Posted September 10, 2015.
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3 people found this review helpful
1 person found this review funny
34.5 hrs on record
This game is what Sanctum 2 was to Sanctum 1.

I, for one, welcome the fact that the complicated and interesting spellcasting system is gone.

The game feels more relaxed now, no more of that ecstatic feeling of absolute power, the power rivaling that of ancient gods, all at your fingertips. Who needs that anyway? Who needs fluid and visceral combat when you can have quick magicka slots?

The only downside is that this time around, the game runs more or less stable. But, if you're not dissuaded by this little thing, I suggest you go and buy it right now.
Posted May 27, 2015.
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22 people found this review helpful
2.2 hrs on record
A stellar puzzle-solving game. The puzzles themselves are logical and just challenging enough. The game's aesthetics are quite pleasing as well. Unlike other games of this genre, this one actually has a pretty good story.

It speaks volumes that I've decided to recommend it, especially given it's short span (1-2 hours).
Posted November 2, 2014.
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6 people found this review helpful
2.6 hrs on record
A solid game. Good story, nice message, beautiful art style.

I was bored out of my mind.
Posted September 1, 2014.
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65 people found this review helpful
0.2 hrs on record
I was hoping for something with actual gameplay, but this is nothing more than Spacebar: The Game. Music is ok, I guess.

Posted July 18, 2014. Last edited July 18, 2014.
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171 people found this review helpful
13.6 hrs on record
FEZ was overhyped.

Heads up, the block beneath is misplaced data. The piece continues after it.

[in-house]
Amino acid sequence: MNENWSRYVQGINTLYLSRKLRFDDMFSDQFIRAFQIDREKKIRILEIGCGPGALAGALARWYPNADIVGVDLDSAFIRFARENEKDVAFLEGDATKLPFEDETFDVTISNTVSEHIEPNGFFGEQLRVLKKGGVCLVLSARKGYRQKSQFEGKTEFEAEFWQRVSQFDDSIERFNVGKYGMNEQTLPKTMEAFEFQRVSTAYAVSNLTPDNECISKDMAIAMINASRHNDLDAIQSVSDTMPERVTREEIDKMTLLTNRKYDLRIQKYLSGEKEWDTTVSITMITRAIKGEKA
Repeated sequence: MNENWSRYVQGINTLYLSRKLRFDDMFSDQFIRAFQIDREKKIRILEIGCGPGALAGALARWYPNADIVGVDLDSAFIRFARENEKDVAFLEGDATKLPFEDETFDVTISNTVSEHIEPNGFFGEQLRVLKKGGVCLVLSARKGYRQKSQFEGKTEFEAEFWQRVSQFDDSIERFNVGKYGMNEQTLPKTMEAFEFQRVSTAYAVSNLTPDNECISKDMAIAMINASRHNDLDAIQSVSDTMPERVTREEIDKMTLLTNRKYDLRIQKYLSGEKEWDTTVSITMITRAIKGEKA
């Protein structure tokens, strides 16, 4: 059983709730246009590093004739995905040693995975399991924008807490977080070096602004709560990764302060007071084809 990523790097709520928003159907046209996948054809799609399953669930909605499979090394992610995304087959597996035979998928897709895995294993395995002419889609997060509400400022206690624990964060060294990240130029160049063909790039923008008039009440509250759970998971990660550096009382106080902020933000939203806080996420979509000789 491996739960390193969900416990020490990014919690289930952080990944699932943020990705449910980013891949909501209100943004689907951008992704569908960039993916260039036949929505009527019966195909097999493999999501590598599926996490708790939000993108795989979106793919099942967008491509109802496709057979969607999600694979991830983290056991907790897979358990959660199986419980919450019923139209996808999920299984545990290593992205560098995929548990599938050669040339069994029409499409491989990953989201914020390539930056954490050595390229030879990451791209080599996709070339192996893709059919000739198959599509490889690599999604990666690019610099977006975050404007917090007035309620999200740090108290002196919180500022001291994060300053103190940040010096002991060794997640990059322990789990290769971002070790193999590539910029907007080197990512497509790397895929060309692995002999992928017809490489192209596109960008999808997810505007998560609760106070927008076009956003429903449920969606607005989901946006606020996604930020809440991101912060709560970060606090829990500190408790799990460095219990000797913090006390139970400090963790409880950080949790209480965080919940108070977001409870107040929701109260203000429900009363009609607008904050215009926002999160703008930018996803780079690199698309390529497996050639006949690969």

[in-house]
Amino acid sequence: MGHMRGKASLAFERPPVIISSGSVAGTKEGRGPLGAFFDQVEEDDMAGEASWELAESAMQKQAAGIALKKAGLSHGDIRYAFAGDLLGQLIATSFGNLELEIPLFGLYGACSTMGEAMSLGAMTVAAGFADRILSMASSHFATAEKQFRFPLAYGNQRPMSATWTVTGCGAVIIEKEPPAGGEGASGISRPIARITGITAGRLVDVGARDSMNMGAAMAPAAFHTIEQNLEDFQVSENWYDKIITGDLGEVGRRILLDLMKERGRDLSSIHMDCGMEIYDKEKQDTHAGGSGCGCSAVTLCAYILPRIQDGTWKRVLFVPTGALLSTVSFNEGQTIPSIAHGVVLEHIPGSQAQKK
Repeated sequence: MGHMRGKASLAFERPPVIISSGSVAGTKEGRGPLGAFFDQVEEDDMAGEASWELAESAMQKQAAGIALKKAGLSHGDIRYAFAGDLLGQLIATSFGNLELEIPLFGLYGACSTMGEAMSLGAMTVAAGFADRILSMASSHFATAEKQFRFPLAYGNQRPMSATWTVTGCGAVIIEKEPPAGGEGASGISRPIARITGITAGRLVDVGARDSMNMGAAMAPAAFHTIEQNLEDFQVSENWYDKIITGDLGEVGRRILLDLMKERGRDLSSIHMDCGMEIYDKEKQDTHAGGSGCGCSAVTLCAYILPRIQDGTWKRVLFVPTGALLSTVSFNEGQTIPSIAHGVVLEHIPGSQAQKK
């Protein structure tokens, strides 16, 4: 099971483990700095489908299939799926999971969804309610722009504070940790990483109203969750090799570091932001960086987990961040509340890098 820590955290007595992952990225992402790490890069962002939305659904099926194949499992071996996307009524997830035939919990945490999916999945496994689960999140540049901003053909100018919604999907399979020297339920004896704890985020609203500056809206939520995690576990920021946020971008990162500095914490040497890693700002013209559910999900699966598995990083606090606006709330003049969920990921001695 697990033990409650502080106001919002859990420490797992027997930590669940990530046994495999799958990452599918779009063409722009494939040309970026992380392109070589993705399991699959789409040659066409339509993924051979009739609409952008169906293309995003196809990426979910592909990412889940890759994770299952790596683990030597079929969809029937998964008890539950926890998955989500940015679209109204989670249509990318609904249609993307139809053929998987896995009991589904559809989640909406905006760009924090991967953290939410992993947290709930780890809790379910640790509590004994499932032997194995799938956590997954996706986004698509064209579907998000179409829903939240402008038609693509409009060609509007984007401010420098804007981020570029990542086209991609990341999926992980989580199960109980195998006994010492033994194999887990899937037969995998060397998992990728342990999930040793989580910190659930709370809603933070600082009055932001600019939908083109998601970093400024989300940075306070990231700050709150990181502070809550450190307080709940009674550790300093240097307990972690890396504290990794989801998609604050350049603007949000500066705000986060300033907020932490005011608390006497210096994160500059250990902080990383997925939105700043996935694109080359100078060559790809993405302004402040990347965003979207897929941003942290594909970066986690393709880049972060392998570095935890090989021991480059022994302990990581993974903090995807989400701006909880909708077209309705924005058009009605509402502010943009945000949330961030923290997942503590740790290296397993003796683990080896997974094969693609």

There is no denying that. When I first started playing it, I was let down. The world-turning mechanics were boring, the platforming unresponsive, at least to my tastes, the art style didn't suit me. I wondered, what was it that people loved so much about FEZ. I hated the game so much that I dropped it almost immediately.

Fast-forward to yesterday, to the day that everything changed. I forced myself to play just a bit more in order to at least beat it. I thought I was returning to the land of tedium, and yet this wasn't the case. Maybe it was the anti-hype quarantine period that helped. I discovered that this game was not what it seems. Instead of platforming, I found increasingly challenging puzzles. It was filled with cryptic messages, lingustic riddles, hidden ciphres. It was fascinating.

This game does nothing to help you discover it's true beauty. It's radiance comes from the fact that it holds you to extremely high standards. What other game forces you to decrypt a language using a Rosetta stone like device? Pen and paper are a must here.

Think of a brutally hard, unforgiving game. Be it Super Hexagon, Dark Souls, Super Meat Boy, I'm sure you remember the extreme sense of accomplishment that surged through you when you conquered it's many challenges. FEZ is like that, only instead of your reflexes, it challenges your mind. Do yourself a favor and play it. Do yourself another favor, and never use guides. You will love it. I promise.
Posted July 1, 2014.
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Showing 1-10 of 13 entries